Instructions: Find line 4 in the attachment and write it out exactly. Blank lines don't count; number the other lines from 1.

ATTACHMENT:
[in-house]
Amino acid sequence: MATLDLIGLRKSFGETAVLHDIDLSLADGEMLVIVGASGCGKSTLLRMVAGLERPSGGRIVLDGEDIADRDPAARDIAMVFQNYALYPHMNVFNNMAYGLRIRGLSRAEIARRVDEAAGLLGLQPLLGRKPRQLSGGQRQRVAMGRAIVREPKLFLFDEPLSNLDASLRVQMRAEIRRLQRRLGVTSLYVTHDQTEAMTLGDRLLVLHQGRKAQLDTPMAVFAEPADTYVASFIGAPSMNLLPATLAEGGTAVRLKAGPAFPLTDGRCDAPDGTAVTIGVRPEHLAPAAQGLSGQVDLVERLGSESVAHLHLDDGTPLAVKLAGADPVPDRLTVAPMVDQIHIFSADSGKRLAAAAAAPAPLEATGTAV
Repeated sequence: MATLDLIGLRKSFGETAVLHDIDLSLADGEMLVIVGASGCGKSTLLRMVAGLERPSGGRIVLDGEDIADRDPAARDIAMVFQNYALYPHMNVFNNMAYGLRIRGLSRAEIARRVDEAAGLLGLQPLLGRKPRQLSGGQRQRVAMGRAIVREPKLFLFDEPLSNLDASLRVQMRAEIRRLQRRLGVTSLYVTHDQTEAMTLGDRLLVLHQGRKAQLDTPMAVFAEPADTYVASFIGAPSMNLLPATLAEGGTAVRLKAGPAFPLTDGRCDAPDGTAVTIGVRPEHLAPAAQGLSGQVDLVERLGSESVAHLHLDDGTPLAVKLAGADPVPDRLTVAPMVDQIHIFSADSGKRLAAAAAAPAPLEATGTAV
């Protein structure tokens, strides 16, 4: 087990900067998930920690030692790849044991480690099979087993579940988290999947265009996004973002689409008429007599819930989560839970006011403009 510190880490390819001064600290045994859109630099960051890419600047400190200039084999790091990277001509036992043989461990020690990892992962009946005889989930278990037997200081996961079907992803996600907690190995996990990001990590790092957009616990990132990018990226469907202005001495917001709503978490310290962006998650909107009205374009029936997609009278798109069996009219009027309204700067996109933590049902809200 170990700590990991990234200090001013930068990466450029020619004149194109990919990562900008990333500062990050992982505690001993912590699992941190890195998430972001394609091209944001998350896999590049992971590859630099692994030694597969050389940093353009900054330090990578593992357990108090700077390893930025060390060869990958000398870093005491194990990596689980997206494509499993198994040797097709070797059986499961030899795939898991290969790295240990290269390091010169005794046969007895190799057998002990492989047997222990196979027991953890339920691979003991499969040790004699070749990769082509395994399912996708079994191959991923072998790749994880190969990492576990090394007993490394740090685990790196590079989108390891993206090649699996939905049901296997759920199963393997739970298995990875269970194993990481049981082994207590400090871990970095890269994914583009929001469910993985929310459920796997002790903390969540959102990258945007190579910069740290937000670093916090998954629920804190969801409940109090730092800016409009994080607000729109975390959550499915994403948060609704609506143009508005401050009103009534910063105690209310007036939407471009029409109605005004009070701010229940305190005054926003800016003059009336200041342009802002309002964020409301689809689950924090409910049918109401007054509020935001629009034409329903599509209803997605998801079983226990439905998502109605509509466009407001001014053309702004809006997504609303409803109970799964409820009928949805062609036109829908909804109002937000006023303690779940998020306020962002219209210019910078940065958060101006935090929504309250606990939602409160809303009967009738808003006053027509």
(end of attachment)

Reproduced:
């Protein structure tokens, strides 16, 4: 087990900067998930920690030692790849044991480690099979087993579940988290999947265009996004973002689409008429007599819930989560839970006011403009 510190880490390819001064600290045994859109630099960051890419600047400190200039084999790091990277001509036992043989461990020690990892992962009946005889989930278990037997200081996961079907992803996600907690190995996990990001990590790092957009616990990132990018990226469907202005001495917001709503978490310290962006998650909107009205374009029936997609009278798109069996009219009027309204700067996109933590049902809200 170990700590990991990234200090001013930068990466450029020619004149194109990919990562900008990333500062990050992982505690001993912590699992941190890195998430972001394609091209944001998350896999590049992971590859630099692994030694597969050389940093353009900054330090990578593992357990108090700077390893930025060390060869990958000398870093005491194990990596689980997206494509499993198994040797097709070797059986499961030899795939898991290969790295240990290269390091010169005794046969007895190799057998002990492989047997222990196979027991953890339920691979003991499969040790004699070749990769082509395994399912996708079994191959991923072998790749994880190969990492576990090394007993490394740090685990790196590079989108390891993206090649699996939905049901296997759920199963393997739970298995990875269970194993990481049981082994207590400090871990970095890269994914583009929001469910993985929310459920796997002790903390969540959102990258945007190579910069740290937000670093916090998954629920804190969801409940109090730092800016409009994080607000729109975390959550499915994403948060609704609506143009508005401050009103009534910063105690209310007036939407471009029409109605005004009070701010229940305190005054926003800016003059009336200041342009802002309002964020409301689809689950924090409910049918109401007054509020935001629009034409329903599509209803997605998801079983226990439905998502109605509509466009407001001014053309702004809006997504609303409803109970799964409820009928949805062609036109829908909804109002937000006023303690779940998020306020962002219209210019910078940065958060101006935090929504309250606990939602409160809303009967009738808003006053027509």